Mother’s Market & Kitchen was founded by yoga enthusiasts and husband-and-wife Bruce and Sharon Macgurn. The couple opened an all-natural foods market and restaurant in Costa Mesa, Calif. It now operates seven Southern California locations serving more than 75,000 people a week. Five of its stores have full-service restaurants and each store has a fresh juice and smoothie bar. In addition to food, the markets offer vitamins, herbs, body care products and hard goods such as clothing and kitchenware that allow people to live all-naturally in every aspect of their lives.
It is grounded on its core values of truth, beauty and goodness translated into food form, and is committed to people with selective diets. In 1978 Mother’s Market became the vegetarian and vegan go-to option for nearby residents. However, as the battle of the bulge continues to be fought by everyone from elementary schools to the First Lady, larger retailers have taken notice.
“The natural foods industry in general faces greater competition as the mass markets try to incorporate more organic and natural products,” explains Mo George-Payette, COO and director of purchasing. “We are continuously reflecting on our core values and applying them into best practices to keep us in the forefront.”
Breaking Down the Ingredients
For Mother’s Market, being a leader in this market doesn’t just mean staying on top of the latest best practices in natural foods, but actually helping to define what that means. Mother’s Market was a supporter of Proposition 37, also known as the California Right-to-Know Genetically Engineered Food Act. The proposition called for labeling on all products and foods that contain genetically modified ingredients, making it easier to shop for non-GMO products. Though it was defeated on California’s November ballot, Mother’s Market customers can rest assured that the business does its best to provide an array of non-GMO products while continuing to verify that every food stocked on its shelves labeled as non-GMO is in fact that.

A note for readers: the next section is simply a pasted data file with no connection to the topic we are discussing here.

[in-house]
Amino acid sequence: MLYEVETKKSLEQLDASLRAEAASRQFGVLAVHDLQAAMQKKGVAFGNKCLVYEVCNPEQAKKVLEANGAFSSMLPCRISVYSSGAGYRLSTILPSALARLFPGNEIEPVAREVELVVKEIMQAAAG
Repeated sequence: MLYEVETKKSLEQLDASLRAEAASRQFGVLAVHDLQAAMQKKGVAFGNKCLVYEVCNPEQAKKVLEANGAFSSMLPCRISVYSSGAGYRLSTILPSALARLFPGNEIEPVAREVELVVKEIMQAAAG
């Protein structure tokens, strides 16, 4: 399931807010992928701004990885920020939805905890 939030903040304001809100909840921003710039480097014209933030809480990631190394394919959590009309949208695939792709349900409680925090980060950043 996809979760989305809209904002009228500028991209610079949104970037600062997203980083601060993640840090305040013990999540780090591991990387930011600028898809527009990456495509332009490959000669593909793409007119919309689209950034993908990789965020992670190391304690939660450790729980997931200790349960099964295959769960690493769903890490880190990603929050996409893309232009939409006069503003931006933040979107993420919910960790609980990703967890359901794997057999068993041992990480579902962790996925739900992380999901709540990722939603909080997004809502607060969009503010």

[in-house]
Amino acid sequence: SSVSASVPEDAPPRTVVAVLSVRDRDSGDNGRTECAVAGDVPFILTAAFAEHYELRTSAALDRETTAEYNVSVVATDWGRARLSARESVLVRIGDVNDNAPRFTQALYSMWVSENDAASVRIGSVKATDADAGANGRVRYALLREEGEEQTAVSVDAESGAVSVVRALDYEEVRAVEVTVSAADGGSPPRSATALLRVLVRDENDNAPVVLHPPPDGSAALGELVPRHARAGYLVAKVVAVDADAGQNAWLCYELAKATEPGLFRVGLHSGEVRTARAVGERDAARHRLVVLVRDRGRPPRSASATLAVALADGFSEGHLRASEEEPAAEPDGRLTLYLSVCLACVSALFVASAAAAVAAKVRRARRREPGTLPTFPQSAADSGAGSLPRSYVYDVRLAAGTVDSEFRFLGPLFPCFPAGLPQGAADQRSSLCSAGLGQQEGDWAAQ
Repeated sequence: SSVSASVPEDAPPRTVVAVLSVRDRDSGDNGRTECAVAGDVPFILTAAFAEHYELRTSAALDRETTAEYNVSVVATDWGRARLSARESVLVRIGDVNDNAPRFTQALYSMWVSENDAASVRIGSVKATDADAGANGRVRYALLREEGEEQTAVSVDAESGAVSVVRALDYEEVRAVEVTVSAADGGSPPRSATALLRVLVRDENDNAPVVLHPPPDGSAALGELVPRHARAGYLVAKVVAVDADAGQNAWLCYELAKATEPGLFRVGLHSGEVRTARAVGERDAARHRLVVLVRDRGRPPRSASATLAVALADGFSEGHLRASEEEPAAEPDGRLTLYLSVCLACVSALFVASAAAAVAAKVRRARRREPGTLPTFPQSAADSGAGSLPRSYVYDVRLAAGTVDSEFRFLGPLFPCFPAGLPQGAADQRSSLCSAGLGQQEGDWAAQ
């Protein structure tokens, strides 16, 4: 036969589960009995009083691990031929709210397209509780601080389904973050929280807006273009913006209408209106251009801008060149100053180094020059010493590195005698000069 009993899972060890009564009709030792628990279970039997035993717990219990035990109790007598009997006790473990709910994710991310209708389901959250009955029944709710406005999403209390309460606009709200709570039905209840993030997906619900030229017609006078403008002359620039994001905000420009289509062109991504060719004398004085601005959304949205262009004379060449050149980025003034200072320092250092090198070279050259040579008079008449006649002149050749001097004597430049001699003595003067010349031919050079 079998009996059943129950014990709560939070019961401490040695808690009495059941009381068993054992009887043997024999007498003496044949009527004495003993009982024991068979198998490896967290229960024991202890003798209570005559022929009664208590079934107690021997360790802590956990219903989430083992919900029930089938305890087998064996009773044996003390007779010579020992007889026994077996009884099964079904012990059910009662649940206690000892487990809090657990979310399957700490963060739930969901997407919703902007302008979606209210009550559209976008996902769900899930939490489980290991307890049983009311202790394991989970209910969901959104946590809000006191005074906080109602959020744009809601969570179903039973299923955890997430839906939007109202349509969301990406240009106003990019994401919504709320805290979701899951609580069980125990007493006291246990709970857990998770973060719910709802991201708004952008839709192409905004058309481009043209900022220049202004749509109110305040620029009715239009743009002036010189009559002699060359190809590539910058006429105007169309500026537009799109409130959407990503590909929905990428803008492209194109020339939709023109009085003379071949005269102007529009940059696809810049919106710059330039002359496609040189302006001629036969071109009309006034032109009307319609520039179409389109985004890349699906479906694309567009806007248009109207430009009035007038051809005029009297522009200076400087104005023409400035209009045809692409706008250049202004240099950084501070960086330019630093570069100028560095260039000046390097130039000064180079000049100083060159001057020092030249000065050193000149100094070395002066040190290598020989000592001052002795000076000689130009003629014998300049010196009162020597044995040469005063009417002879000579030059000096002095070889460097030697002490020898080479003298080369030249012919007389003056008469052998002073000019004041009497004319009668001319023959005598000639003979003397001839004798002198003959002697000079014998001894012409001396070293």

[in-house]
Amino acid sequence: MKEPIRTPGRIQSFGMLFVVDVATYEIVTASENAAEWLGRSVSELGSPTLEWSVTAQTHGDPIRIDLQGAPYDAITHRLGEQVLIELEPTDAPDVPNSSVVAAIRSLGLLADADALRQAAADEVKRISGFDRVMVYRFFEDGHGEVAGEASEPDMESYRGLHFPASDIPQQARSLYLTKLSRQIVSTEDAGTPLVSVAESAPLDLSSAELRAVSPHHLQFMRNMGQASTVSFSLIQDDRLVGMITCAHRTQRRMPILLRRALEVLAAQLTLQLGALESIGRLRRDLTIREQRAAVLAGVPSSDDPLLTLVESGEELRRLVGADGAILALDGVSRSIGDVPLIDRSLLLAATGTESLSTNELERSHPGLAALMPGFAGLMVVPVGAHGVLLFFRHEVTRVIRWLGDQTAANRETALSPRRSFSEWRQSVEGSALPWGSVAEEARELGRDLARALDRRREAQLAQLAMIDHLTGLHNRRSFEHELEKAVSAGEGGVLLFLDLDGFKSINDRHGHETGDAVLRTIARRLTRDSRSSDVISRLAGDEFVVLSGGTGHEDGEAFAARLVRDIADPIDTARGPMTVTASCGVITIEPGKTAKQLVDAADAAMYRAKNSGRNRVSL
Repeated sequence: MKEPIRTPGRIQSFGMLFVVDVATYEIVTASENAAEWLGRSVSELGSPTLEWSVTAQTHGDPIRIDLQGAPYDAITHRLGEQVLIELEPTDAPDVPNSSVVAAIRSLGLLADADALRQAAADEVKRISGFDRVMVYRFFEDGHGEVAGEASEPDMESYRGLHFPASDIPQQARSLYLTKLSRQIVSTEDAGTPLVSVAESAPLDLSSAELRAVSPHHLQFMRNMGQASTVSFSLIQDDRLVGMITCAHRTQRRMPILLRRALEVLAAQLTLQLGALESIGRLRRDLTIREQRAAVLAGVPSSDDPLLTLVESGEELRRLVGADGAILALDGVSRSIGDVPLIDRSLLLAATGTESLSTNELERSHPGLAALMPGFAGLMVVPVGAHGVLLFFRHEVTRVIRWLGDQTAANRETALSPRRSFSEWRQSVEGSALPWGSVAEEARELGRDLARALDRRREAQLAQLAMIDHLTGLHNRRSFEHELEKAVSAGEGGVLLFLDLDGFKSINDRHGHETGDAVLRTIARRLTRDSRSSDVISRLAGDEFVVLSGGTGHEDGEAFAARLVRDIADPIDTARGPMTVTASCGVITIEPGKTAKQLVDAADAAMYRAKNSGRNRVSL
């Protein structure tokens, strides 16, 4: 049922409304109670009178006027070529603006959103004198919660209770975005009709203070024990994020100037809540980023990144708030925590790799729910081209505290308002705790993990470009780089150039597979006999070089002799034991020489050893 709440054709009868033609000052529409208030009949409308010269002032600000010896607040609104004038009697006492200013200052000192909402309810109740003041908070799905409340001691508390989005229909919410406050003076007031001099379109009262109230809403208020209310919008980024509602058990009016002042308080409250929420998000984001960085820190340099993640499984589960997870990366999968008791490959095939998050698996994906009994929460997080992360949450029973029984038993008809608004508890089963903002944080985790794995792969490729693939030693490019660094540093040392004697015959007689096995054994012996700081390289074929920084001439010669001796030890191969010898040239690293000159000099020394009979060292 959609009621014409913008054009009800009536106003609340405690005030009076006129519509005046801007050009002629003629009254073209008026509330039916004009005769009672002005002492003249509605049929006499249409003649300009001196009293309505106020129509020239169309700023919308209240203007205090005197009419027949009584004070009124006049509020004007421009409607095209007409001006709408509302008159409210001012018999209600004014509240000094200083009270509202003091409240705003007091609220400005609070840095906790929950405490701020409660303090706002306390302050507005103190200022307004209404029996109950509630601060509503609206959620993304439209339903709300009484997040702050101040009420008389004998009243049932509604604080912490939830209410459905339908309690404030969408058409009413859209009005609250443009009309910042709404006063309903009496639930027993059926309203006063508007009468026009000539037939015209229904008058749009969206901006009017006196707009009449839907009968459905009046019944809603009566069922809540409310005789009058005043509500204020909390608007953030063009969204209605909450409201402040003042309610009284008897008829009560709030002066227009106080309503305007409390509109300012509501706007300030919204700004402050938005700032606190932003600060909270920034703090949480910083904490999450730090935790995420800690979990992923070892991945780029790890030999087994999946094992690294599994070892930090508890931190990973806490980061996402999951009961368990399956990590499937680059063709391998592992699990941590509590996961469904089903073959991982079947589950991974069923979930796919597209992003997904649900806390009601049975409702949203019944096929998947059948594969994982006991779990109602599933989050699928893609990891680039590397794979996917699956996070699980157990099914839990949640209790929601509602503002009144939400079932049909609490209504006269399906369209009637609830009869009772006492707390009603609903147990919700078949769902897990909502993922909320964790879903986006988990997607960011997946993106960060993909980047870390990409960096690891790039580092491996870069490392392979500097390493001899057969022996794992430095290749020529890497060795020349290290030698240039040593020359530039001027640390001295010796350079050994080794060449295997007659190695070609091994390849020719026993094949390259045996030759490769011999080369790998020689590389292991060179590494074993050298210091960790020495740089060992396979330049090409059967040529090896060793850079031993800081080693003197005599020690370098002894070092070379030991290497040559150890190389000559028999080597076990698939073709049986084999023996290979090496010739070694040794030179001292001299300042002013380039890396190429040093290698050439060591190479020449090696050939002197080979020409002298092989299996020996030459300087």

“We screen all of our products,” George-Payette says. “I can’t count how many dozens and dozens of products we’ve sent back to manufacturers asking them to show certification on what type of sugar or canola oil they used. We carefully screen our products. They don’t automatically end up on the shelves just because it says it’s natural. ‘Natural’ has become a diluted word, so we dig deeper and definitely do our due diligence.”
Customer demand for non-GMO foods is a recent trend that Mother’s Market has stepped up to answer, and George-Payette explains that there are other niche foods – just like non-GMO – that are gaining ground. Some of these products, such as gluten-free, have made it into the large retailers’ stores. Others, such as raw food, are just outside of their radar. Mother’s Market, however, remains committed to serving all of these groups.
“We know that gluten-free is at an all-time high,” she says. “There’s also a lot of demand for non-GMO. Those are two really hot topics right now and they are just as hot as organic and raw foods. The raw food trend is looking for foods that are processed at lower heats so that the food retains its nutrients and all of its properties.”
Mother’s Market has established itself as a one-stop-shop for every niche, setting it apart from larger retailers. It also makes sure to stay price-competitive. The company-owned warehouse allows it to buy in volume. It also partners with local vendors and tries to open stores along convenient routes to save money as trucks travel from point A to point B.
“Keeping eating healthy affordable is important to us and the communities we serve,” George-Payette affirms. “We keep it that way by constantly evaluating the marketplace and partnering with our vendors to be able to offer the best prices to our customers.”
As the healthy-eating market continues to grow, so does Mother’s Market. Just like the food it carries, Mother’s Market has grown organically. It continues to operate its Costa Mesa location and has since followed up with markets in Huntington Beach, Irvine, Laguna Woods and Santa Ana. Its most recent stores in Anaheim Hills and Brea opened in 2009 and 2011, respectively. The stores range from 10,000 to 25,0000 square feet, and a few of the older markets are due for an upgrade.
The Huntington Beach location is being upgraded with new freezers, refrigerated doors, paint, flooring and a refreshed merchandising plan that will create better product organization and adjacencies. The Irvine location, which opened in 1996, will get the same treatment in its restaurant portion.
As Mother’s Market continues to update and revamp its locations, George-Payette explains that it will look for new opportunities to grow. “It depends on demand and location but as an organization we do grow organically,” she says. “We are always open to expand and open more stores.”